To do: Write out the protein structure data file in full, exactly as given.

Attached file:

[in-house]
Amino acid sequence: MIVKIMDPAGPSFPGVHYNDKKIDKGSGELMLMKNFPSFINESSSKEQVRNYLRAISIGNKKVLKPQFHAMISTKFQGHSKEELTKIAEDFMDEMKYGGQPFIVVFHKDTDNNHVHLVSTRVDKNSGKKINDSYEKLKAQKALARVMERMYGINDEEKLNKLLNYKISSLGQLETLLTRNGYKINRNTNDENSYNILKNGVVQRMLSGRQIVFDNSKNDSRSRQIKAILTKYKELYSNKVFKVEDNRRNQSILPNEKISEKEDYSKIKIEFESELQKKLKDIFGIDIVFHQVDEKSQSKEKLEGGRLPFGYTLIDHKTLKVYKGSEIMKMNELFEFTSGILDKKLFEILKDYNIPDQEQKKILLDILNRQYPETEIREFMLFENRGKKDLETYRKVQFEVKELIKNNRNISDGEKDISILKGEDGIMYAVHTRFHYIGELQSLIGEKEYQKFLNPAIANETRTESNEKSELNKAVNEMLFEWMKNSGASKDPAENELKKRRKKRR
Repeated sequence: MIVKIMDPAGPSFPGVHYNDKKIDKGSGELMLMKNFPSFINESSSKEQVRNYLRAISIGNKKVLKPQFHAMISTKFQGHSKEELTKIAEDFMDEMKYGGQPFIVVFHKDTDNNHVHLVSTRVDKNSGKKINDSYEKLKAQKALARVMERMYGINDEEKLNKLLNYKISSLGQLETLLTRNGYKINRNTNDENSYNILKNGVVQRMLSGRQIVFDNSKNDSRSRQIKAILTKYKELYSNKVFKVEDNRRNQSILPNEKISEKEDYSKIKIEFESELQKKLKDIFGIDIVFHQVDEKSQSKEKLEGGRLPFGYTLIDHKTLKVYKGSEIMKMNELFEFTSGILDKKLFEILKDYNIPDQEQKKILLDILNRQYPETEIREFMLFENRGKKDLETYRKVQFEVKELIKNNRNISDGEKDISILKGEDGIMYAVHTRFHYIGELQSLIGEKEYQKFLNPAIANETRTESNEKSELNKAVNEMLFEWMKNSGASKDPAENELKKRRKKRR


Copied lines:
[in-house]
Amino acid sequence: MIVKIMDPAGPSFPGVHYNDKKIDKGSGELMLMKNFPSFINESSSKEQVRNYLRAISIGNKKVLKPQFHAMISTKFQGHSKEELTKIAEDFMDEMKYGGQPFIVVFHKDTDNNHVHLVSTRVDKNSGKKINDSYEKLKAQKALARVMERMYGINDEEKLNKLLNYKISSLGQLETLLTRNGYKINRNTNDENSYNILKNGVVQRMLSGRQIVFDNSKNDSRSRQIKAILTKYKELYSNKVFKVEDNRRNQSILPNEKISEKEDYSKIKIEFESELQKKLKDIFGIDIVFHQVDEKSQSKEKLEGGRLPFGYTLIDHKTLKVYKGSEIMKMNELFEFTSGILDKKLFEILKDYNIPDQEQKKILLDILNRQYPETEIREFMLFENRGKKDLETYRKVQFEVKELIKNNRNISDGEKDISILKGEDGIMYAVHTRFHYIGELQSLIGEKEYQKFLNPAIANETRTESNEKSELNKAVNEMLFEWMKNSGASKDPAENELKKRRKKRR
Repeated sequence: MIVKIMDPAGPSFPGVHYNDKKIDKGSGELMLMKNFPSFINESSSKEQVRNYLRAISIGNKKVLKPQFHAMISTKFQGHSKEELTKIAEDFMDEMKYGGQPFIVVFHKDTDNNHVHLVSTRVDKNSGKKINDSYEKLKAQKALARVMERMYGINDEEKLNKLLNYKISSLGQLETLLTRNGYKINRNTNDENSYNILKNGVVQRMLSGRQIVFDNSKNDSRSRQIKAILTKYKELYSNKVFKVEDNRRNQSILPNEKISEKEDYSKIKIEFESELQKKLKDIFGIDIVFHQVDEKSQSKEKLEGGRLPFGYTLIDHKTLKVYKGSEIMKMNELFEFTSGILDKKLFEILKDYNIPDQEQKKILLDILNRQYPETEIREFMLFENRGKKDLETYRKVQFEVKELIKNNRNISDGEKDISILKGEDGIMYAVHTRFHYIGELQSLIGEKEYQKFLNPAIANETRTESNEKSELNKAVNEMLFEWMKNSGASKDPAENELKKRRKKRR